We celebrate the success of the Forever Forest Campaign and historic projects on the Lost Coast that restored Indigenous guardianship to Tcih-Léh-Dûñ and protected the spectacular Lost Coast Redwoods.
A pioneering organizer inspires her descendants to protect redwood forests. More than 100 years ago, Eureka’s Laura Perrott Mahan helped galvanize the movement to protect old-growth redwoods in danger of being clear-cut. In recent months, dozens of Mahan descendants and friends continued her legacy by supporting Save the Redwoods’ work to protect coast redwoods — raising funds to help the League purchase Atkins Place in Mendocino County.
Save the Redwoods League is raising $1.3 million to protect Atkins Place, a critical redwood habitat corridor bordering Montgomery Woods within the Big River watershed. Atkins Place features 335 acres of mixed coast redwood and Douglas-fir forest and 1.25 miles of high-quality streams for imperiled fish in the salmon family. Well-stewarded second-growth forests like Atkins Place, where the trees range in age from about 50 to 90 years, are key puzzle pieces that can help bolster the health of old-growth groves, watersheds, and entire landscapes.
For millennia, one of the defining characteristics of giant sequoias has been their innate resilience to wildfire. But in the last several years, severe fires in the Sierra Nevada have revealed an unprecedented vulnerability in the groves. League staffers’ publication in a scientific journal is the first to document this new phenomenon.
The ambitious Forever Forest campaign — now concluded — will fund key initiatives to lay the foundation for a new era of redwoods conservation. Even in the face of an unexpected global pandemic, unprecedented wildfires and climate change impacts, and some of the most divisive social and political times in America’s history, we as a community drew strength, inspiration, and resilience from the redwoods we all love.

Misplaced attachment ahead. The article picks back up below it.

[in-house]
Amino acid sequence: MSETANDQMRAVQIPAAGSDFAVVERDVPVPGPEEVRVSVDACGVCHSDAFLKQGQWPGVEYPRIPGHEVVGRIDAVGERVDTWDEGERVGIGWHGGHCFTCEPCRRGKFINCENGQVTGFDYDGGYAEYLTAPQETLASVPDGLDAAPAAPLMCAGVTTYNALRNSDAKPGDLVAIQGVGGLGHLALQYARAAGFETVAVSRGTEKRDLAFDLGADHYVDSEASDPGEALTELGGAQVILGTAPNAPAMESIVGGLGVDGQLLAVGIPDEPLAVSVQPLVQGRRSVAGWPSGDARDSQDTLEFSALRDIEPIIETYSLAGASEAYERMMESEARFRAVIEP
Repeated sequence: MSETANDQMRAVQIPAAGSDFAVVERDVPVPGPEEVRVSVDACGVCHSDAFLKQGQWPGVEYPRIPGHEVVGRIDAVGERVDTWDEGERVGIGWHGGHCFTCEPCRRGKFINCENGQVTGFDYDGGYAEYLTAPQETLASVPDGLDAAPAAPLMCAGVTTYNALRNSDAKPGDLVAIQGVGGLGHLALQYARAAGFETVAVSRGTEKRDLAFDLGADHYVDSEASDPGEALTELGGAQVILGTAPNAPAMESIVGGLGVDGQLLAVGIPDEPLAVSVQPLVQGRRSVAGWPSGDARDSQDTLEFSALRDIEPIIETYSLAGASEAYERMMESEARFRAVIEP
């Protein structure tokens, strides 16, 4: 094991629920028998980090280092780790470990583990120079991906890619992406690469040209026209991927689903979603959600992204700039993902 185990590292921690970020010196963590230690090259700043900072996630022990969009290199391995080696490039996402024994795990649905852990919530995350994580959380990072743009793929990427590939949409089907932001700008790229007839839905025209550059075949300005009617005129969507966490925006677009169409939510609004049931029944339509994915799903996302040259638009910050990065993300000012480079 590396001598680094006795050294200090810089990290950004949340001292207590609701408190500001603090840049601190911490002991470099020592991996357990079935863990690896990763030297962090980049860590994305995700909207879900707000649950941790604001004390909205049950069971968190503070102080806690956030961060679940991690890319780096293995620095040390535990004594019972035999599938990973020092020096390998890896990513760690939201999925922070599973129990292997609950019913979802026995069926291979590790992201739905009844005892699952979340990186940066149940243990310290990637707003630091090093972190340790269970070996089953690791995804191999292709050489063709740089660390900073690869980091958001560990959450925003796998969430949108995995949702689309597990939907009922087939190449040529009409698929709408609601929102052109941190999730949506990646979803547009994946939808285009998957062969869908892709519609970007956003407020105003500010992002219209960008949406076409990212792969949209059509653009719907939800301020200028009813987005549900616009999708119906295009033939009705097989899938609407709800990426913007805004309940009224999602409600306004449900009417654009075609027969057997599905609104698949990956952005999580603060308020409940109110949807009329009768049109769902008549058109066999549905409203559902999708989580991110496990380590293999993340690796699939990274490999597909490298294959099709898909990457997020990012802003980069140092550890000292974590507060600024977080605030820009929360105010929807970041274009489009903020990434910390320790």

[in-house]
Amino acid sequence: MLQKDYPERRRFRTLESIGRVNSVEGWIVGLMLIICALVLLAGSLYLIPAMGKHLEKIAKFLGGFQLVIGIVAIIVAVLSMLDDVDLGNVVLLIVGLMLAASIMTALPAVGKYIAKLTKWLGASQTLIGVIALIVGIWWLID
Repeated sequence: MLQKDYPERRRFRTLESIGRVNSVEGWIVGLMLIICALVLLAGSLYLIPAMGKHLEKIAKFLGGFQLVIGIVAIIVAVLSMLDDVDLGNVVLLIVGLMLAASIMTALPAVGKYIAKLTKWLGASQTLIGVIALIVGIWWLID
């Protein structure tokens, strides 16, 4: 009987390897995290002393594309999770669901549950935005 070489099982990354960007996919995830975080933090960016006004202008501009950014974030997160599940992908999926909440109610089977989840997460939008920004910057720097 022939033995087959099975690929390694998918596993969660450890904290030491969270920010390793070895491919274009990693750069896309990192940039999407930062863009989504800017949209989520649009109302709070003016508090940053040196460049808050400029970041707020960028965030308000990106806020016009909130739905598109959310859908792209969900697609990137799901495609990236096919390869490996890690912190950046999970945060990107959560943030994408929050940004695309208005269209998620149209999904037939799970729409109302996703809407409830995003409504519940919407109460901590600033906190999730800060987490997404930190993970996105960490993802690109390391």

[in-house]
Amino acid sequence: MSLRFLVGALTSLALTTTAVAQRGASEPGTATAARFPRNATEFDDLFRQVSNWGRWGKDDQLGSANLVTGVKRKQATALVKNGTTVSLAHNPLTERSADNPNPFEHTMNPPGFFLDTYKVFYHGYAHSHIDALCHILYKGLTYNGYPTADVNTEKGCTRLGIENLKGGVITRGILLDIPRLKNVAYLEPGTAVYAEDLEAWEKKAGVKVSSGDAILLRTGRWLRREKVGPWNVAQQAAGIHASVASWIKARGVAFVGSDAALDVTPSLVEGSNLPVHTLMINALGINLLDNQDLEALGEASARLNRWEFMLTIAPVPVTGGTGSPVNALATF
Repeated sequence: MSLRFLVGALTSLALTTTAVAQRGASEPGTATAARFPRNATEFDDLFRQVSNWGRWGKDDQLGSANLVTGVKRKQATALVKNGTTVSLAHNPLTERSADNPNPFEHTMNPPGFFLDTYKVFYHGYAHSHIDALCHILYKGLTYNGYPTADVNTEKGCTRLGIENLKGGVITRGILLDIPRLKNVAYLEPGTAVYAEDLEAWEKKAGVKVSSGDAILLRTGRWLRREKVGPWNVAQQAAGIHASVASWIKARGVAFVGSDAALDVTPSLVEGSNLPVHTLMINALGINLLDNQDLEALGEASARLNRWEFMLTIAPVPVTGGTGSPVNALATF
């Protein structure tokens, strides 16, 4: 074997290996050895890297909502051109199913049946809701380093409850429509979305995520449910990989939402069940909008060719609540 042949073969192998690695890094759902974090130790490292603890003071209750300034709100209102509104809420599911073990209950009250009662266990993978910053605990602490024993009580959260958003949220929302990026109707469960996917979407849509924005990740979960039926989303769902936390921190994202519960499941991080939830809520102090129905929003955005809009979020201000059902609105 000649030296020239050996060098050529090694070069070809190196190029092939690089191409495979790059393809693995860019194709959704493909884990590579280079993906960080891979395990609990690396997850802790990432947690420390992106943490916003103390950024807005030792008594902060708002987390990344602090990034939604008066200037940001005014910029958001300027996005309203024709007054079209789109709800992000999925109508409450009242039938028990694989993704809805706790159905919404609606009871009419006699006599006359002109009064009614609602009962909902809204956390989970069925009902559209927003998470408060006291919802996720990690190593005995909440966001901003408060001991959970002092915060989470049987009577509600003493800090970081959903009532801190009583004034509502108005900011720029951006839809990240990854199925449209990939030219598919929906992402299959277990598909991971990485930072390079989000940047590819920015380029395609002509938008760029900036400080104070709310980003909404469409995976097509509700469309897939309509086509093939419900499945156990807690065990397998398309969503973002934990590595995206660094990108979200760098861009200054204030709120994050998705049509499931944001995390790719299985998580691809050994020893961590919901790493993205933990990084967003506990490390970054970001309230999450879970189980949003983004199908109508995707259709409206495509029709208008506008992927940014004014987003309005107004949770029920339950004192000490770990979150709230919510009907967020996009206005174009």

The League restored Indigenous guardianship to old-growth redwoods on Sinkyone lands. With their complex understandings of the land, based on traditional knowledge and lifeways within which redwood and other ecosystems flourished for millennia, California tribes are natural leaders and partners in land protection and conservation.
To ensure lasting protection and ongoing stewardship, the League donated and transferred the forest to the Sinkyone Council, and the Council granted the League a conservation easement. Through this partnership, the Sinkyone Council returns Indigenous presence to a land from which Sinkyone people were forcibly removed generations ago.
By breaking ground, partners are writing a new chapter for a former Orick redwood mill site at the confluence of Prairie Creek and Redwood Creek. For decades the mill site has remained as a scar on the landscape, a reminder of that misguided past. Now that’s changing. The League has begun restoring the site and constructing a southern visitor gateway to Redwood National and State Parks.
Jorge Ramos, a new Councilor for Save the Redwoods League, aims to expand young people’s understanding of carbon cycling and sequestration in ecosystems. “I look forward to working with the members of the League so we can all continue to protect and restore these forests through authentic and inclusive connections with the public.”